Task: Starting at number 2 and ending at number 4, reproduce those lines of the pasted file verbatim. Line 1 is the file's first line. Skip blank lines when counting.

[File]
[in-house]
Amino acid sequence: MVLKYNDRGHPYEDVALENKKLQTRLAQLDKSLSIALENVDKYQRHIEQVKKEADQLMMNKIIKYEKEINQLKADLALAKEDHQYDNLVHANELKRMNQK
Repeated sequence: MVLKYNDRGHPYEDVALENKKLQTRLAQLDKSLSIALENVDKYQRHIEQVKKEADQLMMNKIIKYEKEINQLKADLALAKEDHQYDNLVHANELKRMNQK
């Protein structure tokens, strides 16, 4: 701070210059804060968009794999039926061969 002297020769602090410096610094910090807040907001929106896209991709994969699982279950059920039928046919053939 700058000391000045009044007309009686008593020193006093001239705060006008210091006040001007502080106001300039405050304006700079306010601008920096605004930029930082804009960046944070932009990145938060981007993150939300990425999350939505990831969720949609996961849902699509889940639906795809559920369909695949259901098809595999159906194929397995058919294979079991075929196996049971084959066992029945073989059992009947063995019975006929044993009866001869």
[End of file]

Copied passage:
Amino acid sequence: MVLKYNDRGHPYEDVALENKKLQTRLAQLDKSLSIALENVDKYQRHIEQVKKEADQLMMNKIIKYEKEINQLKADLALAKEDHQYDNLVHANELKRMNQK
Repeated sequence: MVLKYNDRGHPYEDVALENKKLQTRLAQLDKSLSIALENVDKYQRHIEQVKKEADQLMMNKIIKYEKEINQLKADLALAKEDHQYDNLVHANELKRMNQK
């Protein structure tokens, strides 16, 4: 701070210059804060968009794999039926061969 002297020769602090410096610094910090807040907001929106896209991709994969699982279950059920039928046919053939 700058000391000045009044007309009686008593020193006093001239705060006008210091006040001007502080106001300039405050304006700079306010601008920096605004930029930082804009960046944070932009990145938060981007993150939300990425999350939505990831969720949609996961849902699509889940639906795809559920369909695949259901098809595999159906194929397995058919294979079991075929196996049971084959066992029945073989059992009947063995019975006929044993009866001869």